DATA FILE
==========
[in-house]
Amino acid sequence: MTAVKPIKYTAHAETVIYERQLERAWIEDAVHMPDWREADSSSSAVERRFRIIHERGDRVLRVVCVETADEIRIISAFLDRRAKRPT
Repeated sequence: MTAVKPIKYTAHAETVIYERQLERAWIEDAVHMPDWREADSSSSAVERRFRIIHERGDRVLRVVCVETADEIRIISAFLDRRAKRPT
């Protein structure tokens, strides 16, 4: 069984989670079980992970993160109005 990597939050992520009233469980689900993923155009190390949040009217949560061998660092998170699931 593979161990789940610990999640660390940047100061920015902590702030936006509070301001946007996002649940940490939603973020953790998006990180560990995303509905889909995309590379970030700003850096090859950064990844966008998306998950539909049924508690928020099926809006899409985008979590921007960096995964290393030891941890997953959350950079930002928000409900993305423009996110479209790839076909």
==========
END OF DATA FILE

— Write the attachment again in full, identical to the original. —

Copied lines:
[in-house]
Amino acid sequence: MTAVKPIKYTAHAETVIYERQLERAWIEDAVHMPDWREADSSSSAVERRFRIIHERGDRVLRVVCVETADEIRIISAFLDRRAKRPT
Repeated sequence: MTAVKPIKYTAHAETVIYERQLERAWIEDAVHMPDWREADSSSSAVERRFRIIHERGDRVLRVVCVETADEIRIISAFLDRRAKRPT
């Protein structure tokens, strides 16, 4: 069984989670079980992970993160109005 990597939050992520009233469980689900993923155009190390949040009217949560061998660092998170699931 593979161990789940610990999640660390940047100061920015902590702030936006509070301001946007996002649940940490939603973020953790998006990180560990995303509905889909995309590379970030700003850096090859950064990844966008998306998950539909049924508690928020099926809006899409985008979590921007960096995964290393030891941890997953959350950079930002928000409900993305423009996110479209790839076909």